Why is there a French flag on The Stone Roses album cover?
Providing further reference the 1968 Paris riots, the French tricolore appears in the form of three roughly painted stripes on the left hand side of the album cover. As well as adding extra meaning to the painting, these stripes also balance the green hues, as well as the spontaneous and fractal shapes of the rest of the artwork.
How else did Jackson Pollock inspire The Stone Roses?
The album cover isn’t the only Jackson Pollock reference to appear across The Stone Roses’ music. As well as the Pollock-inspired debut album artwork painting “Bye Bye Badman” and song by the same name, the band’s guitarist John Squire painted many of the band’s other record sleeves in an action-painting style, including Waterfall, I Wanna Be Adored and Elephant Stone.
A couple of songs reference Jackson Pollock too. “There she looks like a painting, Jackson Pollock’s Number 5” is a line of Going Down, the B-side to their hit Made of Stone (which also features a Pollock-style record sleeve). I’m not sure this lyric is a complement!
The Stone Roses also released a song named Full Fathom Five, which is also the name of an early Pollock drip painting (and one of his most well-regarded). Interestingly, the phrase ‘full fathom five’ is Old English and is taken from Shakespeare’s The Tempest. The line “full fathom five thy father lies” is referring to a man whose ship has been sunk and who is now lying 30 feet on the seabed: ‘fathom’ is an Old English measurement of 6 feet. (Pollock’s painting of this title features shades of black and dark turquoise – perhaps as a further nod to Shakespeare’s nautical reference.)
How did The Stone Roses inspired my range of By Kerwin pop art paintings?
In the same way that Noel Gallagher once remarked that without The Stone Roses’ debut 1989 album there would have been no Oasis (the opening line from She Bangs The Drum was said to have instantly inspired Noel to start the band), there would also have been no By Kerwin.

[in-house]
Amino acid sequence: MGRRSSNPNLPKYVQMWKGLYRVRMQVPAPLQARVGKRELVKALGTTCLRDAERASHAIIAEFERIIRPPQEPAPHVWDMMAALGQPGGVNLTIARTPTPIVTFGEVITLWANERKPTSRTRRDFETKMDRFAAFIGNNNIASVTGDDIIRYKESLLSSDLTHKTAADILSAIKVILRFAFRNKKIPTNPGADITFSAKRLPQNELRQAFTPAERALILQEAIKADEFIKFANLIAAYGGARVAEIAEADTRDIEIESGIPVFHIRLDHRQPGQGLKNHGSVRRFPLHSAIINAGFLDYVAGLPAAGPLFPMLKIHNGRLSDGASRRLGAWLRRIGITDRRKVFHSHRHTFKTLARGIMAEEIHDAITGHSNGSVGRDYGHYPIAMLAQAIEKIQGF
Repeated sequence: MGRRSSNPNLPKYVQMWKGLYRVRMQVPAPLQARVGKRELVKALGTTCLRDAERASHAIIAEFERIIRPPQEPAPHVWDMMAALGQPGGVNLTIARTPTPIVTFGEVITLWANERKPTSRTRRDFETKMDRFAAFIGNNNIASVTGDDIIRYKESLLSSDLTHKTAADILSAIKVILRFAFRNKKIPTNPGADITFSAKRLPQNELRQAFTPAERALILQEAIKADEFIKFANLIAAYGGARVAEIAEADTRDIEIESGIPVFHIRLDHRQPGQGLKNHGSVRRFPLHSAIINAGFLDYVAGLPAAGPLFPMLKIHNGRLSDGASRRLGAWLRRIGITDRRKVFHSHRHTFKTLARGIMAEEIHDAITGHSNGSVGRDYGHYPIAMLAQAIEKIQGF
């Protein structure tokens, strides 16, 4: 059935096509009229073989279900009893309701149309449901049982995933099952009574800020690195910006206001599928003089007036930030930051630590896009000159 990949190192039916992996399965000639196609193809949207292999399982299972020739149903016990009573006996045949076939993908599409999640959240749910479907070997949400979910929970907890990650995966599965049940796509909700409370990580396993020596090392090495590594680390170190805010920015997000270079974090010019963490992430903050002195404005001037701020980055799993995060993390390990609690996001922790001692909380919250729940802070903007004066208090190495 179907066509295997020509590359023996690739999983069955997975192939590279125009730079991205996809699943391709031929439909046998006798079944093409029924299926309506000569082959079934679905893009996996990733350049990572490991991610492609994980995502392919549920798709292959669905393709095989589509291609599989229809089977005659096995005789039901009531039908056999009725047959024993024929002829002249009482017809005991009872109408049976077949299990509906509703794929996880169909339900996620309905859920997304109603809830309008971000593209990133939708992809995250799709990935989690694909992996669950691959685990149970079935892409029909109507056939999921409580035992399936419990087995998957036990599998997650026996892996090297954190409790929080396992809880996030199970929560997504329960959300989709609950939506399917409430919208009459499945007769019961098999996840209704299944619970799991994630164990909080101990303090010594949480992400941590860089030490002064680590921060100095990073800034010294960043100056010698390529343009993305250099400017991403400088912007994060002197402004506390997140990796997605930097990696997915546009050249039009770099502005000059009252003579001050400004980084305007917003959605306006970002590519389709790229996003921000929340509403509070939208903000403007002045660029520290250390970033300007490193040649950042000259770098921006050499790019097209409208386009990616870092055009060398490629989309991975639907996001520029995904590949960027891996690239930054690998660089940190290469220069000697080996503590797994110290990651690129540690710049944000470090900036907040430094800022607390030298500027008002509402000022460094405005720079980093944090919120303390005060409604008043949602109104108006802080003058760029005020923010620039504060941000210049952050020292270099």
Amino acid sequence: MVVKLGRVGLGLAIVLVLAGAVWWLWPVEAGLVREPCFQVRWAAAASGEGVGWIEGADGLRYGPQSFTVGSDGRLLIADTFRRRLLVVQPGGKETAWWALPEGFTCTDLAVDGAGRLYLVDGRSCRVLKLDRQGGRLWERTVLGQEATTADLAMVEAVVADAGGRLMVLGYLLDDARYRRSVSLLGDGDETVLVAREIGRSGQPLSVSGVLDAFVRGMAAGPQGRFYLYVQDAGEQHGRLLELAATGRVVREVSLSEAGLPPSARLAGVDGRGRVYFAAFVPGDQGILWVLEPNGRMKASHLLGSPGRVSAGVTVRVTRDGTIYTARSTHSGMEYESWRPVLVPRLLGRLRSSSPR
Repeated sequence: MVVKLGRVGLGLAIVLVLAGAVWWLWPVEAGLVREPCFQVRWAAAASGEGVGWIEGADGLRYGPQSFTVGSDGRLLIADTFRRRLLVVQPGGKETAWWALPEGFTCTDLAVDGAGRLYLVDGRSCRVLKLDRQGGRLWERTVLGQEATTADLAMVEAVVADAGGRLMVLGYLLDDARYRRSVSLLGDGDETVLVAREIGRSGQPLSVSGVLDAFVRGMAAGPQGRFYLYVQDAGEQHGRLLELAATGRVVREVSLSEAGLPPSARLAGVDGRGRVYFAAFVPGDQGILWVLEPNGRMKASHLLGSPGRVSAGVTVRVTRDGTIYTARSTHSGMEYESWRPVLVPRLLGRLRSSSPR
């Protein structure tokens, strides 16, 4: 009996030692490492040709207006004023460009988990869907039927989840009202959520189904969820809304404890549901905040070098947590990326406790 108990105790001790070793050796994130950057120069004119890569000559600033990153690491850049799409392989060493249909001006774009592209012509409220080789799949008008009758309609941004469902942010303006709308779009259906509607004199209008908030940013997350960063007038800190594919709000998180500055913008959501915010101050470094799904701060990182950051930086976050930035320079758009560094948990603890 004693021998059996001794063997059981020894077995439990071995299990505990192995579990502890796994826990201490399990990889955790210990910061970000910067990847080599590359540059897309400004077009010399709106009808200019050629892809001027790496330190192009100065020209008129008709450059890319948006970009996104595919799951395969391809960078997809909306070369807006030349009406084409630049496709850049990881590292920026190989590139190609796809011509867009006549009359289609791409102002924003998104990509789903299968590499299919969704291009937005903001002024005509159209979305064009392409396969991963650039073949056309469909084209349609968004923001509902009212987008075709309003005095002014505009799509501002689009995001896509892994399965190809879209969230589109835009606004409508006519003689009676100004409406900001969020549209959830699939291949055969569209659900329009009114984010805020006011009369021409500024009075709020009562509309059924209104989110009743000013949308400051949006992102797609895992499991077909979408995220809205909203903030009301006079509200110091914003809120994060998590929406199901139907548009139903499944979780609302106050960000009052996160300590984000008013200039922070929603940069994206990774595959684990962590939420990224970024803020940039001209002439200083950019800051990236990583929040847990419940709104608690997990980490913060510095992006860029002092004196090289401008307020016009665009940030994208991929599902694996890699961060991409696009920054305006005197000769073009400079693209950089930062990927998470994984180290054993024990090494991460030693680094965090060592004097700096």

This is because this album cover was how I first heard of Jackson Pollock or even came across this style of painting for the first time. This was in early summer 2013, towards the end of my first year as a business student at the University of Manchester. Having moved to the city for university in September 2012, I decided I’d immerse myself in the culture by listening to all the famous Manchester bands I had never listened to – one of the most iconic being The Stone Roses.
When I first came across The Stone Roses I immediately loved the record sleeve, which also stood out for being painted by a member of the band. I then learnt that he’d taken this style from a certain Jackson Pollock and the rest, as they say, is history.
The Stone Roses’ frontman Ian Brown was, fittingly, one of my first paintings of my range in 2020, and also features real dried lemons preserved in resin. This painting sold at my debut exhibition at The Forum, Norwich in December 2020 – prints are still available from my online shop.
What is your favourite song on The Stone Roses? Do you know any other album cover featuring a Jackson Pollock-inspired record sleeve?
Explore my full range of music-themed, Jackson Pollock-inspired pop art paintings and canvas prints at www.bykerwin.com. Prints are priced from £35 – £75, with fast worldwide delivery.
Blog post written by UK artist Kerwin Blackburn. Read my other post on what inspired Jackson Pollock himself, here.